POVERTY: 50 Years of War
Straight Up! No Chaser!
POVERTY: 50 Years of War
Lyndon B. Johnson officially announced the war on poverty fifty years ago. Much like the “war on drugs”, it seems a declaration of war only made the problem worse. Over the last fifty years, poverty in America has exploded. Many economic factors play a role, but none more than the rising income disparity that has decimated the middle class.
The current conditions of “the American poor,” are more reminiscent of third world poverty in the developing nations. It is believed that poverty in America is better than poverty almost anywhere else, but try telling that to a single mother, Black or White, that can’t feed her children or maintain a stable residence for her family. Look at the generational damage, poverty at this level, will do in the Black communities. Poor schools in bad neighborhoods will fail generations of children and ruin any opportunity they may have had to break the cycle. We know education is the key, but we are failing our children on this issue.
Poor nutrition, a lack of resources, and the most detrimental effect, the lack of hope, not only shapes a community, but is the source of its oppression. Before the mortgage crisis that signaled the economic ruin of the US middle class, when a family member fell upon hard times, there was almost always someone in the family who could offer assistance until that person could get back on their feet. Not true any longer, there is a massive tear in the fiber of Black communities resulting from the desperate struggle to survive the current economy. This last economic crisis, wiped out the greatest source of wealth held by many Americans, especially Blacks, who had finally started to participate in home ownership on an unprecedented scale. These families spent generations fighting for home ownership and their place in the middle class – The American Dream realized: only to have it all wiped away by greedy bankers, Wall Street manipulators and shady insurance ploys.
With the current economic state-higher unemployment, drastic cuts in social programs to help the poor, higher education funding cut backs and a growing gap between “the haves and the have-nots”, the economic future looks dire. The lower middle class is one life occurrence from poverty: one lay-off, one medical emergency, one arrest. One tragedy separates the lower middle class from the poor. No savings and no upward mobility in an ever decreasing job market. What is the solution?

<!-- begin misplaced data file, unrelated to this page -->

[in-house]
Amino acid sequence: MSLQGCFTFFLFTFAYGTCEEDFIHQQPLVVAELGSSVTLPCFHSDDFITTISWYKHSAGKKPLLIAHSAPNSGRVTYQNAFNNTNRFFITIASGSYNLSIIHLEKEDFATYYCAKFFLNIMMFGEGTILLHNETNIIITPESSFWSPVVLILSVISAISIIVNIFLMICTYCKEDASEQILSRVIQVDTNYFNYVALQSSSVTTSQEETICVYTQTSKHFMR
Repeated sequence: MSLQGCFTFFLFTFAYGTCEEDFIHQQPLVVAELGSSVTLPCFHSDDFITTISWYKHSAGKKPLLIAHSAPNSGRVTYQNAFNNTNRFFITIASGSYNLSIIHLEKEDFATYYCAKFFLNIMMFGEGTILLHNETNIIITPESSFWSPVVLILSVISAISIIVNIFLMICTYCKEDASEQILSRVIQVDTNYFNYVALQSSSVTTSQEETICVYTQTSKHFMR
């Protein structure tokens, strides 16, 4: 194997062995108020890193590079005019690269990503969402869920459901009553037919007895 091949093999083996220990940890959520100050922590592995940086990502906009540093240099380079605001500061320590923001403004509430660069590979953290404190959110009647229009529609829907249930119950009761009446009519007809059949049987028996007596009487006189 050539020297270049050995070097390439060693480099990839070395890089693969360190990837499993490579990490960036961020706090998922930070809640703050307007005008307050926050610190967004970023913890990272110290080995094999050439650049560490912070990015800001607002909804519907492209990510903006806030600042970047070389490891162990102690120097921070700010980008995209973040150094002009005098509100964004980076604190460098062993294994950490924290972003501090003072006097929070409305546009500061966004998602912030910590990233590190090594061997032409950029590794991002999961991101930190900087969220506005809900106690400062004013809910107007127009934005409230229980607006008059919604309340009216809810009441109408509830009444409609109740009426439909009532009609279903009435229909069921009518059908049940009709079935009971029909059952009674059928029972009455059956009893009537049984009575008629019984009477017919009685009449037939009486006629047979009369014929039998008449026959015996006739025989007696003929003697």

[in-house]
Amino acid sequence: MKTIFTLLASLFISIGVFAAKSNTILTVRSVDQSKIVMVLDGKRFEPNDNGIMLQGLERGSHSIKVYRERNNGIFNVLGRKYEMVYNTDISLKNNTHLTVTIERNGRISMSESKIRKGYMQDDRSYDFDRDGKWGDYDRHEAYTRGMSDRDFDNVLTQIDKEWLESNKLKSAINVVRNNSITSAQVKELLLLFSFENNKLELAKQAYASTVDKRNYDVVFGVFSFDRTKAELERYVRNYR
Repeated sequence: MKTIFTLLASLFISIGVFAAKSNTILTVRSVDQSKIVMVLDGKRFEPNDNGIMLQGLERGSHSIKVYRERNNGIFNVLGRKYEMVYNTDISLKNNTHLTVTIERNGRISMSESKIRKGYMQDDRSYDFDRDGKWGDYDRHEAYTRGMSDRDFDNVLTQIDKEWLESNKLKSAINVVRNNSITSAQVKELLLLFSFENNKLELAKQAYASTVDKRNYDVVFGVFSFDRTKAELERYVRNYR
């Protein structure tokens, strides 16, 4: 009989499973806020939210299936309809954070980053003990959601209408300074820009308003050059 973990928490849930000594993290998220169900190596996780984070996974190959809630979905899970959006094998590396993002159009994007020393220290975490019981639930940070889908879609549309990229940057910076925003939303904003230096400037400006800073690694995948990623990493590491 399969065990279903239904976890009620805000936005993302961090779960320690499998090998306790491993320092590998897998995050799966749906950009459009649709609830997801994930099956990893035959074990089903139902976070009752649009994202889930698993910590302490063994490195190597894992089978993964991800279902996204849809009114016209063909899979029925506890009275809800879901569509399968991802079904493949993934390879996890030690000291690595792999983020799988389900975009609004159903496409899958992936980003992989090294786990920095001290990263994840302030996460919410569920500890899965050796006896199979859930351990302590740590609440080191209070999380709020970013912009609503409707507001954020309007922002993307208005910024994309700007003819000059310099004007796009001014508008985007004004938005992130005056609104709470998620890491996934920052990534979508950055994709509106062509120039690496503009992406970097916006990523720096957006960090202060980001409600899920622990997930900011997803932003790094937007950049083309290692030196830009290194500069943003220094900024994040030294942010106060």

Better yet, who cares? Do the poor in America have a voice to address their concerns? Can they even afford a ticket to the party? With Corporate America and the super-rich controlling the government, congress fighting to destroy the legacy of President Obama, and the people caught in the middle, what’s the likely outcome. In addition, the Courts are now reflecting the ills of the government. The wealthy are successfully buying their way out of the system and because of the intimate relationship Blacks have with the Justice system (civil and criminal), and the racially biased implementation of laws, it is abundantly clear who will continue to feed the prison industrial complex.
The Reverend Dr. Martin Luther King, Jr. had a dream, and the question has to be, without hope for a better future, who will remember the dream in ten years, or understand its meaning? Are we facing an economic decline that will take another fifty years to overcome, if ever?
See the newly released documentary
former Secretary of Labor under the Clinton Administration, takes us all to school and explains in clear terms what has happened to our economy.
Knowledge is power, so power up!